When shooting SxS, you should expect to get about half an hour of footage on a 64Gb card and about an hour on 128Gb cards.

One very useful feature is the ability to simultaneously record 4K XAVC and XDCAM HD to one SxS card. You enable this under Setting > MPEG2 Proxy. You’ll find the XDCAM clips in the XDCAM > Sub folder of your mag. Be aware though that it appends the numerals ’02’ to the end of each clip on the XDCAM versions. If you were going to use these as offline edit files or use these to transcode from, editorial may well have problems conforming back to the 4K XAVC files unless these are renamed. I found this feature very useful as I only had access to an older laptop on my shoot which was struggling to play back full resolution 4K files, I could however easily use the XDCAM HD clips to QC and review footage in FCP7 after importing them with the XDCAM Transfer program from Sony. Be aware that using this option will of course slightly reduce your available recording time per mag as it’s generating more data.

Sony do a new, bus powered USB 3.0 SxS card reader (model SBAC-US20). About bloody time. If you don’t have an ExpressCard slot or Thunderbolt to ExpressCard adapter, request this in the camera hire kit, all F55’s ship with one.

Shooting RAW:

To shoot RAW, you need the AXS-R5 module that fits between the camera and the battery mount. It takes new AXS solid state media of which I believe there are only 512Gb versions at the moment. It’s 16-bit ‘Compressed RAW’, working out to a compression ratio of about 2.7:1. You cannot currently change the compression ratio. Max frame rate with the AXS-R5 I believe is 60fps and this is not expected to increase with future updates.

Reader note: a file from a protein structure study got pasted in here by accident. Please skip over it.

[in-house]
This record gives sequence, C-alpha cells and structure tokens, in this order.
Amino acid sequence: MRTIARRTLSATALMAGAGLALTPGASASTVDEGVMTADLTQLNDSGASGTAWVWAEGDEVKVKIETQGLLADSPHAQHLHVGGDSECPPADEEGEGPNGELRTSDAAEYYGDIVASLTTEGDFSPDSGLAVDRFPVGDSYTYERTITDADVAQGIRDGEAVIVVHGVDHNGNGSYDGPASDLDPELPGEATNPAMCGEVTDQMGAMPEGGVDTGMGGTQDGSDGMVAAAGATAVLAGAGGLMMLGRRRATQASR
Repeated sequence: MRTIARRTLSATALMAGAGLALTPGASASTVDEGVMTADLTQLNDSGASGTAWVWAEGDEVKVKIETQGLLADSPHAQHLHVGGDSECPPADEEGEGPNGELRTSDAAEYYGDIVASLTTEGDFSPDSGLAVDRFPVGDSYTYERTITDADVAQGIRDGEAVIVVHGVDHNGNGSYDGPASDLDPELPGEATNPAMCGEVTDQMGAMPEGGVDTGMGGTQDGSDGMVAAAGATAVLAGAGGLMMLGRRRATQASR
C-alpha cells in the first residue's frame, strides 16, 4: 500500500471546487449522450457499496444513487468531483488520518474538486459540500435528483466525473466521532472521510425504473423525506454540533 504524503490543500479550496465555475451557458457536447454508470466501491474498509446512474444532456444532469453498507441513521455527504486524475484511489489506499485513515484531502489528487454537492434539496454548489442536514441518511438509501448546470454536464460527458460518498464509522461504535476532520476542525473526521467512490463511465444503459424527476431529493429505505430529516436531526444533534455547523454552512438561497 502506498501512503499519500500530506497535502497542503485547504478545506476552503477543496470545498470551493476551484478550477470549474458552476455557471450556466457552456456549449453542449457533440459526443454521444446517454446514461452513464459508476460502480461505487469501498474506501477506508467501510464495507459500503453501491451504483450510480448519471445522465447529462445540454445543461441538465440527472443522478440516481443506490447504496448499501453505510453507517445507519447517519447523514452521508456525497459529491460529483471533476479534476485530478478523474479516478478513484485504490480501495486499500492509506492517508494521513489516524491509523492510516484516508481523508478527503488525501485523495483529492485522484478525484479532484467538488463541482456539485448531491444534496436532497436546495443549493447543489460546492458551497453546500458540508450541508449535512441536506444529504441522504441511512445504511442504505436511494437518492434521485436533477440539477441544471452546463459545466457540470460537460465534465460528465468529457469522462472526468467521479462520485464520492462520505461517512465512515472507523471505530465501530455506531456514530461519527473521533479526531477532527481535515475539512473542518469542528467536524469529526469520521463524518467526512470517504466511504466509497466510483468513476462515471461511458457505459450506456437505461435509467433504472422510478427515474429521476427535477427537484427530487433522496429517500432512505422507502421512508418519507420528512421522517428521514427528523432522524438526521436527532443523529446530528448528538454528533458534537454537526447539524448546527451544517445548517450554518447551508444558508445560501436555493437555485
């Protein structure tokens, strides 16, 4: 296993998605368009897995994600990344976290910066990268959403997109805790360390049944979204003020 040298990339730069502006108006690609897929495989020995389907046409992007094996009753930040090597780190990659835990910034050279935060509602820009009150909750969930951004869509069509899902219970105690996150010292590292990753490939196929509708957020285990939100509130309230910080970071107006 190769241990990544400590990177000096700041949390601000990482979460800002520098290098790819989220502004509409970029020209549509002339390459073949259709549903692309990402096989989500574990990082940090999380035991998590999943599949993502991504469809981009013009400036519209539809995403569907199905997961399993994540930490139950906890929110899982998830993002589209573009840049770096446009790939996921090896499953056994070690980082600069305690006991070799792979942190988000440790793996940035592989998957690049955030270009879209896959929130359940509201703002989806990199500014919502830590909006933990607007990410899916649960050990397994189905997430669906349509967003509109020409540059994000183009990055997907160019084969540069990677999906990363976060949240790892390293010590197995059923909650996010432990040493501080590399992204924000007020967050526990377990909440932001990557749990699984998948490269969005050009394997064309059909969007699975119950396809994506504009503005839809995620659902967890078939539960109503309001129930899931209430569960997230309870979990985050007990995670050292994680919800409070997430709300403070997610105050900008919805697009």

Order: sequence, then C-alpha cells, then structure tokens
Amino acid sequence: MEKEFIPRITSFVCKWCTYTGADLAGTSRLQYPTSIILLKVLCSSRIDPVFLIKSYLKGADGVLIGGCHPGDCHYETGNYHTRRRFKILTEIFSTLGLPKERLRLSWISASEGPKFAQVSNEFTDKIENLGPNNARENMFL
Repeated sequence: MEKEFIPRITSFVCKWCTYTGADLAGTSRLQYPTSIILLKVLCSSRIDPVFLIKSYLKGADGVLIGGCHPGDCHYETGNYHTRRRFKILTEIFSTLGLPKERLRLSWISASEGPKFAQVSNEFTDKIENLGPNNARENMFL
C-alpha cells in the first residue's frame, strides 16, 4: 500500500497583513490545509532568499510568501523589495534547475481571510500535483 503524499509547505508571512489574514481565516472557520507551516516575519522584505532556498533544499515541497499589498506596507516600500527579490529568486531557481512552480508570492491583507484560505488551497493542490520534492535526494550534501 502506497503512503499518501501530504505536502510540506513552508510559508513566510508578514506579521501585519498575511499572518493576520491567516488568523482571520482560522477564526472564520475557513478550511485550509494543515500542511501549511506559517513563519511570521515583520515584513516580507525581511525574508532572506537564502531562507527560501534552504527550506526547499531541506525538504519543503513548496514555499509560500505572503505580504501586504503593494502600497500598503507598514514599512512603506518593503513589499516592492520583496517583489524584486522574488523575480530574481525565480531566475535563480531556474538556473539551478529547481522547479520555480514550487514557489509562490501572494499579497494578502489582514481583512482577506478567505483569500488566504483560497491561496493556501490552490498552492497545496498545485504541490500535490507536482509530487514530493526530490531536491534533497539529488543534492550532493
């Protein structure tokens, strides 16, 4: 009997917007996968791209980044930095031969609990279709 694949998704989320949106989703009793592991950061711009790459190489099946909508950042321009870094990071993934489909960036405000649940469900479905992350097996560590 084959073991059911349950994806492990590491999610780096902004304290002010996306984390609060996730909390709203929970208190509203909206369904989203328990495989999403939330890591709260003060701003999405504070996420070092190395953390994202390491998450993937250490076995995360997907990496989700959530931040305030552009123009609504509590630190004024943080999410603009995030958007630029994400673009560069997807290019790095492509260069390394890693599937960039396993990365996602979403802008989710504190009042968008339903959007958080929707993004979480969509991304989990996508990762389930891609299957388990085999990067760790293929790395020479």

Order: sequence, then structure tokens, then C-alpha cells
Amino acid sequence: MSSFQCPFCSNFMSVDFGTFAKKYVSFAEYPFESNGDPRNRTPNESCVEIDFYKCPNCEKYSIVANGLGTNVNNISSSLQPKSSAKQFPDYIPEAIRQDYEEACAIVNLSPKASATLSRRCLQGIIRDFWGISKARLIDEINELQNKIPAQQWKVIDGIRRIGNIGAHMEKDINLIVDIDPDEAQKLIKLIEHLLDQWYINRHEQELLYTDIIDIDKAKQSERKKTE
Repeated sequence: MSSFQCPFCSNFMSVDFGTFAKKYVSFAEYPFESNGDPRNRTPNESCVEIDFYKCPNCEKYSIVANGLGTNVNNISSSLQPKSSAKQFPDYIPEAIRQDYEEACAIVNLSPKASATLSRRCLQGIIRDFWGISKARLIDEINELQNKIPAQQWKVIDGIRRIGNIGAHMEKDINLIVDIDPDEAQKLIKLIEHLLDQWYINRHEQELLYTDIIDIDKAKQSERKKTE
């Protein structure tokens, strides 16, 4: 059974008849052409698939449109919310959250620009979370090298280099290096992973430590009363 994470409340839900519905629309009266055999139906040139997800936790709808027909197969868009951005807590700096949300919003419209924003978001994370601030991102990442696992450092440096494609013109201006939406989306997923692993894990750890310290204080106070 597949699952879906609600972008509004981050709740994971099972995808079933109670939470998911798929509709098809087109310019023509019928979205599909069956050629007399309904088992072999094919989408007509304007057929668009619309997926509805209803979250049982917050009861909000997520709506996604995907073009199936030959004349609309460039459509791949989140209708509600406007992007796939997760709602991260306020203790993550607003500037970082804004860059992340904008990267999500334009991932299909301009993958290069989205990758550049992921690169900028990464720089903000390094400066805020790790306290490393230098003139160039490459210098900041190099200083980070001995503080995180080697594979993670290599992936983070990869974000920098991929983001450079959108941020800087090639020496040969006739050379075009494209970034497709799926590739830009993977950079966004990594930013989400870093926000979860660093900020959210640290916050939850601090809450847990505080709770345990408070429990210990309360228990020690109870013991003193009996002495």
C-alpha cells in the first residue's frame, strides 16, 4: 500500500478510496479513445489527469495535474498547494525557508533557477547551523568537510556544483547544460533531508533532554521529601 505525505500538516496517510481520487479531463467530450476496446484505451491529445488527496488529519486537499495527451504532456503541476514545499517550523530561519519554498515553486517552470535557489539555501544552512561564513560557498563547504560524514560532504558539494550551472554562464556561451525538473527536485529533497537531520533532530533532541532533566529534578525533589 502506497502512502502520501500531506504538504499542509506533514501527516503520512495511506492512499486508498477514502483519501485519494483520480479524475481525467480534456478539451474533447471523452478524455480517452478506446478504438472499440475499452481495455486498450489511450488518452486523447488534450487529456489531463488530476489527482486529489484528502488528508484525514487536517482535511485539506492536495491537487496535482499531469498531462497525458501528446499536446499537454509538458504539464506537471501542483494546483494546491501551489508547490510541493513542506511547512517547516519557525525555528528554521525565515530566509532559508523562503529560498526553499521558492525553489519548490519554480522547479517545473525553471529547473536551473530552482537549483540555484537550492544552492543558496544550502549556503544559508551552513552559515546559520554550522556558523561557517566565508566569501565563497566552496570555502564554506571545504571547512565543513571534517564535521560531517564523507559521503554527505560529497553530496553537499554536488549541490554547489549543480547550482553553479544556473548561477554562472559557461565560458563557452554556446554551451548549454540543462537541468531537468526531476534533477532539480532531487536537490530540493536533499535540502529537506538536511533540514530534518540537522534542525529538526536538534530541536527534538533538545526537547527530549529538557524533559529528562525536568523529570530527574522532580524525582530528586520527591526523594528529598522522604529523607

You should expect to get about an hour of footage on a 512Gb card.

With the AXS-R5 attached, you then have the option of putting the camera in Cine El mode which is under System > Base Setting > Shooting Mode, indeed, you have to change to this mode to shoot RAW. This locks the gamma to SLog-2, the ISO to 1250 and the colour space to S-Gamut (EDIT: The latest firmware v1.13 now gives you access to ISO settings of 400, 640, 800 and 1250). If you’re doing simultaneous recording to RAW and XDCAM or XAVC, remember to make sure that System > AXS Recorder > Clip Name is set to ‘Link’ or else when they come to re-conform from offline to online in post, the filenames won’t match. Also, if for some reason you need to offload to FAT32 formatted drives, make sure System > AXS Recorder > Chunk is set to 4Gb or less.

As per the ‘Shooting to SxS’ notes above, at the same time as shooting RAW, you can also simultaneously record XDCAM HD and even 4K and HD XAVC to the internal SxS cards. This is under Setting > Rec Control (> SxS & AXS). Then you set your internal recording format as you normally do. The advantage here could be recording and monitoring in Rec709 internally, while the AXS recorder captures RAW where the ‘look’ is just metadata.

I’ve read reports of the RAW footage being a bit overexposed compared the simultaneously recorded XAVC or XDCAM and light meter results. This should definitely be something to be aware of when it comes to QC but I haven’t been on a shoot with the AXS-R5 recording RAW yet so this is just what I’ve heard.

The AXS media is offloaded with an externally powered, USB 3.0 card reader, model AXS-CR1. AXS media is also formatted in the ExFAT format and should not need a driver. You might however want to download the AXSM Drive Utility from Sony which allows to you check the status of the drive, format media, save AXS-R5 firmware onto media and retrieve log data, it’s available here (registration required):

Other things to note and little issues:

Regarding 4K, just bear in mind that 4K on this camera has a recorded resolution of 4096×2160 which has an aspect ratio of 17:9. Therefore, if there’s a potential delivery to HD, the DoP may well want 16×9 frame guides. HD and other frame guides are found under the VF panel in the menu. Bear in mind that you can set either frame guides or look around, not both at the same time. Again, I hope they offer the option of both at some point.

On a related note, the camera does not record ‘true’ 4K in terms of ‘1 pixel to 1 photosite’ resolution. The camera has a 4K sensor and light travels through a bayer pattern filter to get to it. This always reduces resolution, usually in the range of about 15%. Therefore it’s really probably more like 3.5K upscaled to 4K. This would be different from the F65 for example which has an 8K sensor that also uses a bayer pattern sensor, but then down-samples to 4K, giving you a true 4K image. Worth just bearing in mind.